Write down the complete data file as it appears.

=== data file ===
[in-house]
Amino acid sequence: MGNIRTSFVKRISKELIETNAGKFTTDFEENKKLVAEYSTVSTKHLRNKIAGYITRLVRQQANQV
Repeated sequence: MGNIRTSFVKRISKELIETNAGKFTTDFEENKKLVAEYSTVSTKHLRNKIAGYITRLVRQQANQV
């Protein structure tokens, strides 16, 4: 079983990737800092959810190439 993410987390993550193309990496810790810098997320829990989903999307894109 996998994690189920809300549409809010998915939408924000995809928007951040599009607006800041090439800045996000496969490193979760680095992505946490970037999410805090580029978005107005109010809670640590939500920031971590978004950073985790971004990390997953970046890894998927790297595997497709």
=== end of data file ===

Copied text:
[in-house]
Amino acid sequence: MGNIRTSFVKRISKELIETNAGKFTTDFEENKKLVAEYSTVSTKHLRNKIAGYITRLVRQQANQV
Repeated sequence: MGNIRTSFVKRISKELIETNAGKFTTDFEENKKLVAEYSTVSTKHLRNKIAGYITRLVRQQANQV
């Protein structure tokens, strides 16, 4: 079983990737800092959810190439 993410987390993550193309990496810790810098997320829990989903999307894109 996998994690189920809300549409809010998915939408924000995809928007951040599009607006800041090439800045996000496969490193979760680095992505946490970037999410805090580029978005107005109010809670640590939500920031971590978004950073985790971004990390997953970046890894998927790297595997497709």